CMS has used and intends to continue to use data from the Demonstration project to further shape policy regarding shared savings and Accountable Care Organization (ACO) payment models currently under development.
 

I frequently have the opportunity to speak with young physicians finishing their residencies and fellowships. One of the questions that often comes up is whether an informal “handshake” deal is sufficient or if a formal written employment agreement is necessary in order to secure a job. Typically this question is prompted by a situation where a physician already in practice tells the young physician that they will have a job and that they need not worry about the contract. What this tells me is that many physicians are still under the mistaken impression that formal legal contracts are merely an unnecessary formality and this misunderstanding is being perpetuated by many “experienced” physicians.

Of course, if the parties to a verbal arrangement keep their word, no formal written contract would be needed. Unfortunately, however, what this somewhat naive line of thinking fails to recognize is that contracts are for when people don’t keep their word. Ideally, once a contract is signed, it can be put in a drawer and hopefully will not need to be looked at again. However, contracts are for the rainy day when everyone is not getting along and perhaps the practice isn’t making as much money as everyone thought it would. As is often said in business, plan for the worst but hope for the best and the same applies to contracts — whether they be for employment arrangements, joint ventures, medical directorships or the purchase or lease of real estate or equipment. Contracts should be drafted with the “worst case” scenario in mind so that if things don’t work out, the parties have a clear path to resolution even if that means dissolving the relationship.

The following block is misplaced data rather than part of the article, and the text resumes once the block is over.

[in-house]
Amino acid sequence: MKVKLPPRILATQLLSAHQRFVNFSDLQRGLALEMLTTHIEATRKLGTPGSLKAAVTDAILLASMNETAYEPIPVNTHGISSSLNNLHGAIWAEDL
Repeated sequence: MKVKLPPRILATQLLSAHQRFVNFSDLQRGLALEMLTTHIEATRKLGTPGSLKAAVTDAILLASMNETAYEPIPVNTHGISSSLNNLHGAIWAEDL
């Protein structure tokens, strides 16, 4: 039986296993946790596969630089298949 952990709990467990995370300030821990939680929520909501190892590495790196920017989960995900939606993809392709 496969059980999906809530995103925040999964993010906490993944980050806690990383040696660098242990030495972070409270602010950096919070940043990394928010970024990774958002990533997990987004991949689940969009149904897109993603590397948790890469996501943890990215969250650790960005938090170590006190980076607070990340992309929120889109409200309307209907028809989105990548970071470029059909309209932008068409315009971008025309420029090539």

Continue Reading The Bad Business of Handshake Contracts